Cover of book: Long Live the Post Horn!

Vigdis Hjorth
Long Live the Post Horn!

“Why couldn’t I just feel the way I was used to? Except that was exactly what I didn’t want.” Ellinor is a mixed-up person: she is always rushing about in order to hurry through bad feelings; she is concealing a hidden grief from her boyfriend, Stein, whom she loves poorly; and strange typos are showing up in the copy she files at work. Like the other two novels by Vigdis Hjorth published in English so far, also translated by Charlotte Barslund, Long Live the Post Horn! richly charts the troughs and arias of the protagonist’s emotional life.

Here’s what has gone down: Ellinor works in a boutique communications company and her co-worker Dag has up and disappeared, leaving behind a dispiriting letter and an unfinished contract with the union of the Norwegian post office. Yes, this novel, originally published in Norway in 2013, is about the post office – so timely – and as Ellinor works to activate a sense of personal investment in Dag’s incomplete assignment, which entails rallying public sentiment against encroaching neoliberal interests, she finds the grist she needs is right in front of her.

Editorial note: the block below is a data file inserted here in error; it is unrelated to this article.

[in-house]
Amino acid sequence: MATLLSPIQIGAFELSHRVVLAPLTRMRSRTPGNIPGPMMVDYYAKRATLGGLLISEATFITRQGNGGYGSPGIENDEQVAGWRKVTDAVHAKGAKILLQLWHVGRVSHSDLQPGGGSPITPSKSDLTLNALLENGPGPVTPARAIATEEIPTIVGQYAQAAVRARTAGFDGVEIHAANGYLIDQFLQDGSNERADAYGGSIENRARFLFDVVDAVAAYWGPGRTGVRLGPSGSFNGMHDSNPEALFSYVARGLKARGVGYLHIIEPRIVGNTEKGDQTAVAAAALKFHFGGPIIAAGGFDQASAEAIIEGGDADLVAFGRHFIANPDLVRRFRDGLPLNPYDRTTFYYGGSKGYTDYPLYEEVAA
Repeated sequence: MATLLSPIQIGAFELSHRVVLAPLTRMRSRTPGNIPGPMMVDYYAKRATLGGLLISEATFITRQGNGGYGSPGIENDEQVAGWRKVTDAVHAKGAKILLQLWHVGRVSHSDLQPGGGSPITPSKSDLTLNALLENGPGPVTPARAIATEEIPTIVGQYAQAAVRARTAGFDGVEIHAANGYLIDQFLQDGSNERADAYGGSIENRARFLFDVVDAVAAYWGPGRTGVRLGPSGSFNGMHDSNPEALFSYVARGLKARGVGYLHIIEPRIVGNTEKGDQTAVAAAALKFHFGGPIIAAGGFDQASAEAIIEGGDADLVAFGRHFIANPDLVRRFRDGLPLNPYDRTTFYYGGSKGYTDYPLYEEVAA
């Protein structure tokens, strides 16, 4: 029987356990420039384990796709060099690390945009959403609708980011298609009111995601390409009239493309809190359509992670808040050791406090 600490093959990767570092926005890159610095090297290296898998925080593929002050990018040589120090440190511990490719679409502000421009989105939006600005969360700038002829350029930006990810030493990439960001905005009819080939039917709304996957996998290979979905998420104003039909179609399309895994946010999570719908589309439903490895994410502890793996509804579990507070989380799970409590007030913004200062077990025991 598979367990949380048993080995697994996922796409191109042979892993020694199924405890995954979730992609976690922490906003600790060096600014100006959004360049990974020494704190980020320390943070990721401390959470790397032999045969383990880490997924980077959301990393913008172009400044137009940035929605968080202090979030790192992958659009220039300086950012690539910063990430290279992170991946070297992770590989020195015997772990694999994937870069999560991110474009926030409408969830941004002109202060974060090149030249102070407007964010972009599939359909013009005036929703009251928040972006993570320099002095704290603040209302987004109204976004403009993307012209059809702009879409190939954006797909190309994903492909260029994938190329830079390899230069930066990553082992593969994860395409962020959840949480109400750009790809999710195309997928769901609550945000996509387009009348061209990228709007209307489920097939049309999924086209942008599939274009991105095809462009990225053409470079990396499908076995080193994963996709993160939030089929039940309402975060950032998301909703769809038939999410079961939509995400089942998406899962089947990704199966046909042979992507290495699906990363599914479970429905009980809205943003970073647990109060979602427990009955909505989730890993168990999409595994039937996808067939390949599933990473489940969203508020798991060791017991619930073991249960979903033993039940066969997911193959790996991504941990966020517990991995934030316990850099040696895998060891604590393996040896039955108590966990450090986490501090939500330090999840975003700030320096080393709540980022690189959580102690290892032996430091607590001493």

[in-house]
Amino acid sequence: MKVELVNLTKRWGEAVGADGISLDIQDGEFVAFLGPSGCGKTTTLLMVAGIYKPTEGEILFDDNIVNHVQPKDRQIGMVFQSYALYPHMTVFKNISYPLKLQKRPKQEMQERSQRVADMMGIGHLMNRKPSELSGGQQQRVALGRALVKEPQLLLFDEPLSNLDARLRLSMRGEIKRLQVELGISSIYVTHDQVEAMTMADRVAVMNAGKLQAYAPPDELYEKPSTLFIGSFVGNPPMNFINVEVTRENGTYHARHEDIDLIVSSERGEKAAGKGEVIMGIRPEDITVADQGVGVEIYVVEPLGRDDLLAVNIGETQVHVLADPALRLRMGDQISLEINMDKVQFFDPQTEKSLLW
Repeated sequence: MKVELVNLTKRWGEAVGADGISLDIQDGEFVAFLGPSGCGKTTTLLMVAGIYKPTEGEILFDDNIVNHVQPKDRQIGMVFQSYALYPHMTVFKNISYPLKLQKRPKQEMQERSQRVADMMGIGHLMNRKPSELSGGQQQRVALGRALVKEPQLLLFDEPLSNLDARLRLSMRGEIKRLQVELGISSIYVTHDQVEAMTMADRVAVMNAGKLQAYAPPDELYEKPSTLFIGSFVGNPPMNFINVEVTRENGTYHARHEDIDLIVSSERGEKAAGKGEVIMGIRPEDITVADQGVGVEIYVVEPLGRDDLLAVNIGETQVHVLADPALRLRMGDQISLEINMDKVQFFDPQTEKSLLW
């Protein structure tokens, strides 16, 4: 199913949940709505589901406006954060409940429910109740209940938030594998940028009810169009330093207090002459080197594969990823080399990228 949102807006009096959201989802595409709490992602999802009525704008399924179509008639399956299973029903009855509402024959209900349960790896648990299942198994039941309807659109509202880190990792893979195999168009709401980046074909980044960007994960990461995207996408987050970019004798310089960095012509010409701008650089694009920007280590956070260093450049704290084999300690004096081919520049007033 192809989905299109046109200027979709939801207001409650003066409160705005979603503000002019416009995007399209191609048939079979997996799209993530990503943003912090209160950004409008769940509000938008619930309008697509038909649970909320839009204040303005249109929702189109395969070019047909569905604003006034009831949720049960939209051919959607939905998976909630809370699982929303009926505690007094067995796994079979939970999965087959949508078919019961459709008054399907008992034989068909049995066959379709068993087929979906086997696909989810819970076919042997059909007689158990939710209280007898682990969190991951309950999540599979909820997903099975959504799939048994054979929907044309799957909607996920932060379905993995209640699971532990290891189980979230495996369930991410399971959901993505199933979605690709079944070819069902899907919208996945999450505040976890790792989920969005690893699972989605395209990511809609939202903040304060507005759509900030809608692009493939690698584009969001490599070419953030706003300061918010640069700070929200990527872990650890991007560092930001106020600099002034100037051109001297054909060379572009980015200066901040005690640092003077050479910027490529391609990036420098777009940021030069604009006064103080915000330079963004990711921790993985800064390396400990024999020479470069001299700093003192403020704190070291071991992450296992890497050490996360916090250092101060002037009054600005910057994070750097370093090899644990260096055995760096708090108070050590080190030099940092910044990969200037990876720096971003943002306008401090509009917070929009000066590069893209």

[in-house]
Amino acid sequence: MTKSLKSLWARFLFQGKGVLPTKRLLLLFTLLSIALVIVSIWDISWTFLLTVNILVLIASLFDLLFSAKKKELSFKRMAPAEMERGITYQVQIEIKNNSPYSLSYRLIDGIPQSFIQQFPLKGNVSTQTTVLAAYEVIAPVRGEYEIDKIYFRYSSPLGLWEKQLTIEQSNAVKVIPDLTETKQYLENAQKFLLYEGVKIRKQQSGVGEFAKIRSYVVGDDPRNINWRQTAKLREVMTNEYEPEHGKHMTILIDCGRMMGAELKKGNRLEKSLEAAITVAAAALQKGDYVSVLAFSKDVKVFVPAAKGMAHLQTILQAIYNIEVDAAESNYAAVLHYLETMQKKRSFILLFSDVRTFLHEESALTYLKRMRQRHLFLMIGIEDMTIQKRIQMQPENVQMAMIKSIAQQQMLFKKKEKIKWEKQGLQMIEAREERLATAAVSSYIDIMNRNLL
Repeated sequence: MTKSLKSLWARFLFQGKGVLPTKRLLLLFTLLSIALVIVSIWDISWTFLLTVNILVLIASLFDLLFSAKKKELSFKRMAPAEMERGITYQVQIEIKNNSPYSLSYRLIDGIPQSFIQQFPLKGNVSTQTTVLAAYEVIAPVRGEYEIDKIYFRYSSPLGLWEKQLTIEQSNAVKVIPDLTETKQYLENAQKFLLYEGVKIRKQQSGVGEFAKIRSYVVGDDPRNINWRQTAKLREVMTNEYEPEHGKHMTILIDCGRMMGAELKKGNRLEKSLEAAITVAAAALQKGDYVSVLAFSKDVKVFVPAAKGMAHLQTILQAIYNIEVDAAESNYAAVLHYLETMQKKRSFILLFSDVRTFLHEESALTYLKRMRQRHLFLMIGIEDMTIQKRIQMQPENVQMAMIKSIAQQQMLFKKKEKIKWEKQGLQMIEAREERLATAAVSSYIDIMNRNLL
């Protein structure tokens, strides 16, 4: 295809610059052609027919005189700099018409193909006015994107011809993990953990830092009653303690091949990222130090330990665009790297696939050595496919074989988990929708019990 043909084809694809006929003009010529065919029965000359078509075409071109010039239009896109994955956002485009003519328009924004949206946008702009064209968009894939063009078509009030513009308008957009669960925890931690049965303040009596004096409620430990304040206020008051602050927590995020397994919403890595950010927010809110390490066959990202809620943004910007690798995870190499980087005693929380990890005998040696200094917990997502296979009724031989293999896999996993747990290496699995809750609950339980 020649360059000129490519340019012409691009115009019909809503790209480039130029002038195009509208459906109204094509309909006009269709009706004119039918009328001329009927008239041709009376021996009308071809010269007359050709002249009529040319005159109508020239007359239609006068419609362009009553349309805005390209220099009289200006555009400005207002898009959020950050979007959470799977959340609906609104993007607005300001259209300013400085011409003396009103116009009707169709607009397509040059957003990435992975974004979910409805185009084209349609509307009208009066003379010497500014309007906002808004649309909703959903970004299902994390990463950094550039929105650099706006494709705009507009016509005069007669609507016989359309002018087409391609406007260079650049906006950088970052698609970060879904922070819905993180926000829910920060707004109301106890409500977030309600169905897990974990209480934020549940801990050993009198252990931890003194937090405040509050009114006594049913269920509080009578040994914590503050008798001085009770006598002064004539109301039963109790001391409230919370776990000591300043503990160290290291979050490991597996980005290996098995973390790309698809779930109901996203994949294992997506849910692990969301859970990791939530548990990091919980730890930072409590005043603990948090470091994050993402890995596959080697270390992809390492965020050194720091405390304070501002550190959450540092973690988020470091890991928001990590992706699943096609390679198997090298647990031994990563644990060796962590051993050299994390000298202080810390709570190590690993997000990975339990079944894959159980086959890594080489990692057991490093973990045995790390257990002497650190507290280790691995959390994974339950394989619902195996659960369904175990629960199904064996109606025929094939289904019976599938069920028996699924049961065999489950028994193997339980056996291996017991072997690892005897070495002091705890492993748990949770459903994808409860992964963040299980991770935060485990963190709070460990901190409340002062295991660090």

There’s the letter from Dag – “I’ve deleted everything on the computer so it’s ready for the next poor sucker” – and the strange letter Stein pockets surreptitiously, and there’s another letter from Dag, and a letter her post office client describes with great fanfare. Then there’s the most magnificent break-up letter one could have the misfortune of receiving, drafted by Ellinor herself. In it she writes, “I feel as if my life is too banal for my despair. That our relationship is too trivial and not passionate enough for our despair. What do we do with our despair if our lives are too small to contain it?” This is the moment she clocks the significance of the personal letter as a kind of exalted space, a space for private feeling and free expression, a form that compels boldness and risk. Once a letter is opened, its contents turn ambient, hanging over everything like a mist. Or a chemtrail. Now Ellinor has her angle, she can approach the task at hand with greater verve.

More to the point, though, Ellinor is struggling through a rather chaotic period to reset the dictates of her life. In this she joins the cast of Hjorth’s other protagonists: in 2017’s A House in Norway Alma’s latent xenophobia asserts itself when she rents her flat out to a Polish family. Her practice as an artist examining questions of social harmony flourishes, while tensions with the family reach fever pitch. In 2019’s Will and Testament, a woman in the middle of her life suddenly recalls early sexual abuse perpetrated by her father, and this repressed family knowledge is brought to bear on issues of his will. That novel asks if you are loved when you are disbelieved.